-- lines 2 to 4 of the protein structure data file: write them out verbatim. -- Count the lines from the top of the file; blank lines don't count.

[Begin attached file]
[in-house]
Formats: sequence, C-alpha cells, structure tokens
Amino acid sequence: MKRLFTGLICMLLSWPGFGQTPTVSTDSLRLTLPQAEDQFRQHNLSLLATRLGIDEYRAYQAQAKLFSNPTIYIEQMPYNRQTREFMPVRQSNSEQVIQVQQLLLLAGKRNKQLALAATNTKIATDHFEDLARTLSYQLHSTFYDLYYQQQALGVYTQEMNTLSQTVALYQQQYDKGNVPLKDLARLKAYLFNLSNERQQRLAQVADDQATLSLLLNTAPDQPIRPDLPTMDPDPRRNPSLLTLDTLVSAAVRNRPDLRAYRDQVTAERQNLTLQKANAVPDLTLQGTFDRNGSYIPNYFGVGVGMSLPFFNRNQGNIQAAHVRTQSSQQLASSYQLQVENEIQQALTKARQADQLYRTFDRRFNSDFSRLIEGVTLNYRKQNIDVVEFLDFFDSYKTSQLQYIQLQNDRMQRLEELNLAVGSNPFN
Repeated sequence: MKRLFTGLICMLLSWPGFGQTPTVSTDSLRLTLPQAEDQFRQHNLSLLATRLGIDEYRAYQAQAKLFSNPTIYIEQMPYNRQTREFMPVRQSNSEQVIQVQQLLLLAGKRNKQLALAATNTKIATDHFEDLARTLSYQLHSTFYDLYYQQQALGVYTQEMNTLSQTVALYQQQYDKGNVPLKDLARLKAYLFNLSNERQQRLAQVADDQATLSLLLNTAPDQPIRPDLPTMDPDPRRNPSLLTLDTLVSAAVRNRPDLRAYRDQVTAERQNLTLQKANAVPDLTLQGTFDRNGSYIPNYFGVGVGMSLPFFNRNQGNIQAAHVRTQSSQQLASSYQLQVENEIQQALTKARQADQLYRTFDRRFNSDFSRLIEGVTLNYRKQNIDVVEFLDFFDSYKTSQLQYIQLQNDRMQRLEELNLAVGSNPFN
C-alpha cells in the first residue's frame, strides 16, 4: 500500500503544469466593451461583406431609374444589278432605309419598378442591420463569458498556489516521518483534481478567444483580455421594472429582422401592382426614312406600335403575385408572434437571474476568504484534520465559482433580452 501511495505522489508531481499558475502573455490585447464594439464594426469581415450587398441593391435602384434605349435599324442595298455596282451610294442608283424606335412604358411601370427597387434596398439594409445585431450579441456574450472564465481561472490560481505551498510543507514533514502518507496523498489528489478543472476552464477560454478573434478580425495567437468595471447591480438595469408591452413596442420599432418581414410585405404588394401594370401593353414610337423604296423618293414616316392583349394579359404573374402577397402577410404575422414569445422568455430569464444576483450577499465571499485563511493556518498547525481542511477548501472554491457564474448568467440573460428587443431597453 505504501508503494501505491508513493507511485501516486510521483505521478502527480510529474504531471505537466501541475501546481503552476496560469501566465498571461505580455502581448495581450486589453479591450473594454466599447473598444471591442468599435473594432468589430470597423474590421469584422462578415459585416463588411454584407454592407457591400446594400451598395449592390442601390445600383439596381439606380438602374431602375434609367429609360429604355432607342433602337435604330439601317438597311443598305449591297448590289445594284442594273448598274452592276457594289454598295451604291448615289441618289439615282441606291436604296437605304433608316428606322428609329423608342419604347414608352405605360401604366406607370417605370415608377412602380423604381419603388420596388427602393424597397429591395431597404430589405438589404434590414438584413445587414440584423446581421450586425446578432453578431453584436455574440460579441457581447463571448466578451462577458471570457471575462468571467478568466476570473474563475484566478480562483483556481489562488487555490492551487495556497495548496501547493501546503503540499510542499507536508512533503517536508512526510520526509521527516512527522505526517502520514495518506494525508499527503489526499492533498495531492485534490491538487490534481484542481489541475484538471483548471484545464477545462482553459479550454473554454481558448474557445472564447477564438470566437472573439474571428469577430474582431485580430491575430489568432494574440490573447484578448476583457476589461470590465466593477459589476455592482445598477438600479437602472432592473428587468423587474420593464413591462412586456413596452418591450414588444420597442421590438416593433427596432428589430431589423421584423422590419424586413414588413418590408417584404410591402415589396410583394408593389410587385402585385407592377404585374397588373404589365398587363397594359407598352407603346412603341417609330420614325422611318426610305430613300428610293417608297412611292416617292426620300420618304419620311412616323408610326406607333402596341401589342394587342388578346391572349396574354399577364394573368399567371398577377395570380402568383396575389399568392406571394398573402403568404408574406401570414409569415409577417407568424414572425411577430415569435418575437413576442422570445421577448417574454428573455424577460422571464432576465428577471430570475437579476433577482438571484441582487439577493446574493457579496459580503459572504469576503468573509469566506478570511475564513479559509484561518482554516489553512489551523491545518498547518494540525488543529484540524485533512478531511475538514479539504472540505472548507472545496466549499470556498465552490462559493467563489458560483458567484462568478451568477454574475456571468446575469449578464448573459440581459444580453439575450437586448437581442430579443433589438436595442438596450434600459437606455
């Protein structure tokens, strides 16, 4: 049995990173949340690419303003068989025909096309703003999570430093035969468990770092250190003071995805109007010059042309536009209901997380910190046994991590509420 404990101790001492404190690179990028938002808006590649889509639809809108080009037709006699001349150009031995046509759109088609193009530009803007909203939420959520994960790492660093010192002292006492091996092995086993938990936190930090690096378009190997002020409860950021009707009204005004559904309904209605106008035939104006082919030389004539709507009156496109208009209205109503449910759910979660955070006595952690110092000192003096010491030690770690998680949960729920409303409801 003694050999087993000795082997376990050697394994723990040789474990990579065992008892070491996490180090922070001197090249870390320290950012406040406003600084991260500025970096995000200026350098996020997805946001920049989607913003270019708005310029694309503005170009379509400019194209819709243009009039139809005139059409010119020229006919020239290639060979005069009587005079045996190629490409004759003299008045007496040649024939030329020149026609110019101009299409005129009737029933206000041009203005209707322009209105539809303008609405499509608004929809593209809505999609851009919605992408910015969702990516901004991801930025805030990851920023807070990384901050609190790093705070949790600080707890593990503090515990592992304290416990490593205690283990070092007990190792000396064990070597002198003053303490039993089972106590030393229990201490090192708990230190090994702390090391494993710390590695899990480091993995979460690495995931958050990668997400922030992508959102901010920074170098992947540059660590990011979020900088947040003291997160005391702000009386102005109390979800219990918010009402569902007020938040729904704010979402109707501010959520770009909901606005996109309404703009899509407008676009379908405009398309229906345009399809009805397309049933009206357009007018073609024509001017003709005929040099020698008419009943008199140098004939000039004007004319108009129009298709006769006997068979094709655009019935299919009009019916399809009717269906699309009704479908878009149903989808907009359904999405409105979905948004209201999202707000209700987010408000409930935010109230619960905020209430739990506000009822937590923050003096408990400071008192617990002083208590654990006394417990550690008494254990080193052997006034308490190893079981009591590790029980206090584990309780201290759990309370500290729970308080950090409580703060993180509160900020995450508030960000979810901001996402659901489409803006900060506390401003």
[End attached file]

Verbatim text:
Formats: sequence, C-alpha cells, structure tokens
Amino acid sequence: MKRLFTGLICMLLSWPGFGQTPTVSTDSLRLTLPQAEDQFRQHNLSLLATRLGIDEYRAYQAQAKLFSNPTIYIEQMPYNRQTREFMPVRQSNSEQVIQVQQLLLLAGKRNKQLALAATNTKIATDHFEDLARTLSYQLHSTFYDLYYQQQALGVYTQEMNTLSQTVALYQQQYDKGNVPLKDLARLKAYLFNLSNERQQRLAQVADDQATLSLLLNTAPDQPIRPDLPTMDPDPRRNPSLLTLDTLVSAAVRNRPDLRAYRDQVTAERQNLTLQKANAVPDLTLQGTFDRNGSYIPNYFGVGVGMSLPFFNRNQGNIQAAHVRTQSSQQLASSYQLQVENEIQQALTKARQADQLYRTFDRRFNSDFSRLIEGVTLNYRKQNIDVVEFLDFFDSYKTSQLQYIQLQNDRMQRLEELNLAVGSNPFN
Repeated sequence: MKRLFTGLICMLLSWPGFGQTPTVSTDSLRLTLPQAEDQFRQHNLSLLATRLGIDEYRAYQAQAKLFSNPTIYIEQMPYNRQTREFMPVRQSNSEQVIQVQQLLLLAGKRNKQLALAATNTKIATDHFEDLARTLSYQLHSTFYDLYYQQQALGVYTQEMNTLSQTVALYQQQYDKGNVPLKDLARLKAYLFNLSNERQQRLAQVADDQATLSLLLNTAPDQPIRPDLPTMDPDPRRNPSLLTLDTLVSAAVRNRPDLRAYRDQVTAERQNLTLQKANAVPDLTLQGTFDRNGSYIPNYFGVGVGMSLPFFNRNQGNIQAAHVRTQSSQQLASSYQLQVENEIQQALTKARQADQLYRTFDRRFNSDFSRLIEGVTLNYRKQNIDVVEFLDFFDSYKTSQLQYIQLQNDRMQRLEELNLAVGSNPFN